Connect with us

Business

From billionaire to nillionaire: The amazing story of Bill Hwang

Published

on

We’ve all been there, losing money on account of something or the other. Maybe you lost your wallet. Maybe you chose to whip out a few notes near an open window. Maybe you donated it to a lost cause, like that friend who promised to pay you back, but never has (and never will). 

No matter what though, you’ll never get anywhere near the incredible implosion of Bill Hwang, whose company Archegos Capital Management lost a whopping USD 20 billion in 2 days. It is, without a doubt, one of the most spectacular financial missteps in modern history.

Who on earth is Bill Hwang?

Good question. Hwang, now 57, was once regarded on Wall Street as one of the greatest traders on the block, and you’ve probably never heard of him, just as you never heard of his nosedive into infamy. 

Since 2013, Hwang grew a measly $200 million fortune  into a mind-boggling pile of cash that would be the envy of Scrooge McDuck, and was worth $30 billion at his zenith. Had he cashed in his stocks, he would have joined the ranks of the world’s richest billionaires without blinking an eye. Remember; there are wealthier people than him, but their assets were largely illiquid: businesses, real estate, complex investments, sports teams, and artwork. Theoretically, Hwang had enough liquidity to be laughing all the way to the bank. 

And then, in two short days, it was gone. Poof. Just like that.

How did this happen?

Hwang kept a low profile, and used swaps, a type of derivative that gives an investor exposure to the gains or losses in an underlying asset without owning it directly. He didn’t like to show his hand or be too high profile, which is why few knew of him outside a select circle. Think of him as an elusive whale, the Moby Dick of investing. By using swaps, the identity and size of the positions taken by this Moby Dick were hidden from Captain Ahab. Heck, even the firms that financed his investments couldn’t see the big picture.

And then, the cookie crumbled.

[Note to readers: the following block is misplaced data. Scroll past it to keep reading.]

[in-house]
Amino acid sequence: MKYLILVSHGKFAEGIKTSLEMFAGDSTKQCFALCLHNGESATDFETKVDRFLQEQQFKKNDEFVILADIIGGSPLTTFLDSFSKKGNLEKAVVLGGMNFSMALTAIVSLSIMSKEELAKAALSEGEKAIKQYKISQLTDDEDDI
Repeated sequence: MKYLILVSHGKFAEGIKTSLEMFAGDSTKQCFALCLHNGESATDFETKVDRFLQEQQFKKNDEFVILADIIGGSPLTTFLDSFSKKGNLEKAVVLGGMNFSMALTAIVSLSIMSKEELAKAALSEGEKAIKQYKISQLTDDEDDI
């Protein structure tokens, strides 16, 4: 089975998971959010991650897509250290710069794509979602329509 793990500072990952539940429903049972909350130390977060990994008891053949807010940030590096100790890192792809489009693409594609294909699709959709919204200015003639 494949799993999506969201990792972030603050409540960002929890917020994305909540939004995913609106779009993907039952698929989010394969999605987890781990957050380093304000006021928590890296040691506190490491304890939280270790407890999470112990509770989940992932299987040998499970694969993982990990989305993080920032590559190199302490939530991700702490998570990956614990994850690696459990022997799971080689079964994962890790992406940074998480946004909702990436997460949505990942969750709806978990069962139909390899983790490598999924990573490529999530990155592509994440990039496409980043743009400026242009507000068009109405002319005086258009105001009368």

Hwang’s playbook saw him use borrowed money to leverage his positions, and when Archegos defaulted on the loans taken out to fuel the massive machinery powering a massive $100 billion portfolio, it sent shockwaves through the financial world. Banks dumped his holdings like a hot potato, stock prices were savaged like a babe left to the wolves. Investors were left licking their wounds: Credit Suisse Group AG lost $4.7 billion, and Nomura Holdings Inc. were staring at a loss of about $2 billion.

Having ploughed most of its borrowings into a handful of stocks – such as ViacomCBS, GSX Techedu, and Shopify – Archegos had a highly concentrated portfolio, and kept its banks in the dark by trading via swap agreements. Banks extended him leverage and cemented his position in the underlying asset (such as stocks), with Archegos gaining (or in this case, losing) from changes in the stock price. But critically, the bank shows up in filings as the registered holder of the shares.

Thus, lenders didn’t know the extent of his leverage, or that he had over-extended himself with these very stocks by jumping into bed with other banks. And so, when it all came crashing down, it did so spectacularly.

Memories of meltdowns past

While Archegos’ collapse does evoke memories of financial meltdowns of yore, it didn’t cause a ripple effect of market losses because of good fortune, and perhaps character on Hwang’s part. His lenders, though, should have lent more scrutiny into his dealings, and leverage, and not played Russian Roulette with a loaded Bazooka.